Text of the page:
Tag Archives: effects of exercise

Magic that Makes the Brain Work

kim bevillWhat is the magic that makes the brain work? I’ll give you a hint! It’s one of the following:

a. sleep

b. vegetables

c. exercise

Take a guess and watch this video.

The “Magic that Makes the Brain Work” by Kim Bevill

https://www.youtube.com/watch?v=e1aNERoMndU

For those of you who hate quizzes, guessing, and/or TED talks, I want you to stand up, do ten jumping jacks, ten lunges, and touch your toes. Thank you. Now you may return to whatever you were doing and you will find that you do it better because your brain is happy.

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Your Genes Don’t Determine Your Jean Size

genes and jeansLast month the New York Times ran an article called How Exercise Changes Our DNA. That’s right, folks, DNA. We usually think of exercise in terms of bellies and biceps, lungs and love handles, but the effects of exercise go much deeper than that; literally to the core of who we are.

A recent study showed significant changes to the genes in exercised muscles. The study participants exercised one leg, but not the other, on a bicycle. After three months, the exercised leg’s DNA had changed and the lazy leg’s hadn’t.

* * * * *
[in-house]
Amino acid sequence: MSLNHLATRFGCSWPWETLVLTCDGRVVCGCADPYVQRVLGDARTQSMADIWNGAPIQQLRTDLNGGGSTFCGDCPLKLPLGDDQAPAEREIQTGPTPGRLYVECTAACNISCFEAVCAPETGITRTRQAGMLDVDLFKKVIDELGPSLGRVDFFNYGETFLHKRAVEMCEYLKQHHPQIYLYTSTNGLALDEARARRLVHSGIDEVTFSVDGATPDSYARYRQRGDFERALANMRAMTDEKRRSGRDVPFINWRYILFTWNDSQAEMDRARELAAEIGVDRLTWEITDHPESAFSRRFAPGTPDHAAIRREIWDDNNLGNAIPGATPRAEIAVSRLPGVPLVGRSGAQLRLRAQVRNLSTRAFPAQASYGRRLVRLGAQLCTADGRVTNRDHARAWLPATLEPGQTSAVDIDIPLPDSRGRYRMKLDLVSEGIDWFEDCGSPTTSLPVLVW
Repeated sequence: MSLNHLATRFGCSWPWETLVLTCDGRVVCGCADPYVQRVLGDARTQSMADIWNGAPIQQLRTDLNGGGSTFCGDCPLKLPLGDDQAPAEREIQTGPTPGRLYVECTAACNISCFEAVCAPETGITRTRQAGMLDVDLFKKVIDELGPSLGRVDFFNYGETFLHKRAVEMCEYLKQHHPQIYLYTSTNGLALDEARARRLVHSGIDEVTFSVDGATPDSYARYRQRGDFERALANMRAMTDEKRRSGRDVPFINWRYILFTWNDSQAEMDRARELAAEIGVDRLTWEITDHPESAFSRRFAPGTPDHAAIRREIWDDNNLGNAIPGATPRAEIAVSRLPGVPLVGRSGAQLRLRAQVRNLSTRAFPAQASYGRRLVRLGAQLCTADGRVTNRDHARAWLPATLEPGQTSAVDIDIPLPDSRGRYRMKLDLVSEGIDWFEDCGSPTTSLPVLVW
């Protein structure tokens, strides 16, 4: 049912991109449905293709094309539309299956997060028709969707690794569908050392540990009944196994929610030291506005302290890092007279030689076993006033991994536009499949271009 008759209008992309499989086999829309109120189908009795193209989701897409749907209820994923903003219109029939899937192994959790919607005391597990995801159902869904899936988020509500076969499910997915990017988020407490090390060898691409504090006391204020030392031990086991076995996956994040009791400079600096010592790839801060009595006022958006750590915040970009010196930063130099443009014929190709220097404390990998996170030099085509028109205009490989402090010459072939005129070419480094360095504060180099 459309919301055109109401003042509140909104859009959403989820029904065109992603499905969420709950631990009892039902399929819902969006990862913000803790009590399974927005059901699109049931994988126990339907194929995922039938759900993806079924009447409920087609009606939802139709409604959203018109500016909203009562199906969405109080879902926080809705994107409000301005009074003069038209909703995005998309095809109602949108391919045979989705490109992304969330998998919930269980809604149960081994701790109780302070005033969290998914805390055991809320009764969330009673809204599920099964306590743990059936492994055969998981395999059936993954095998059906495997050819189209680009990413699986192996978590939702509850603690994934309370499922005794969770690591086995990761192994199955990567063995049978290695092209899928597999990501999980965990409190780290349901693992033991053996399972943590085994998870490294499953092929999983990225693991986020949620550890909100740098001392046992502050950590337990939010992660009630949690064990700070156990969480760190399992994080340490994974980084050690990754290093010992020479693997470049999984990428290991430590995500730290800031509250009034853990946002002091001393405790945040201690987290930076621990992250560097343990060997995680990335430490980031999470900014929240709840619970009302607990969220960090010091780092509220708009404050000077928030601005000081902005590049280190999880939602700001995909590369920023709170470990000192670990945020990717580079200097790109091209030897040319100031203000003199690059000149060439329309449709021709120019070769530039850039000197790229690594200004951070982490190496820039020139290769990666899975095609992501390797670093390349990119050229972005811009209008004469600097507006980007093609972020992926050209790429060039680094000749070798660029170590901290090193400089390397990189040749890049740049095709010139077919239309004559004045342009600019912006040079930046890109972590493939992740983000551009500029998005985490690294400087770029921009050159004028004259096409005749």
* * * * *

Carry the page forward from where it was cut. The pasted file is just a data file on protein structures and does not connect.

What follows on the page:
I’d like to make 3 points based on this research.

  1. The participants exercised their loner leg for a total of 3 hours per week, not per day, and that exercise made a difference for Loner Leg. Three hours per week is an attainable goal for all of us, even those of us who identify more with Lazy Leg than Loner Leg.
  2. Exercise helps your body be healthy from your genes to your jean size. If you are exercising, but lament the lack of visible changes in the mirror, don’t give up: healthy, positive changes are happening, you just need a microscope to see them.
  3. Genetic predisposition can’t hold you back. The genetic wiring you’re born with does not control who you become: you do. You might be genetically predisposed to heart disease, obesity, or diabetes, but the actions you take can change your genes. It’s like training a dog: certain breeds have known tendencies toward stubbornness, sweetness, or aggression, but all breeds can be trained.

We’re a couple of weeks into the New Year, when most people slacken their resolve to get healthy. (No statistics to back me up here, just personal experience.) Don’t give up; don’t leave your dog half-trained. Your genes and your jeans will thank you!

“Let us not become weary in doing good, for at the proper time we will reap a harvest if we do not give up.”  Galations 6:9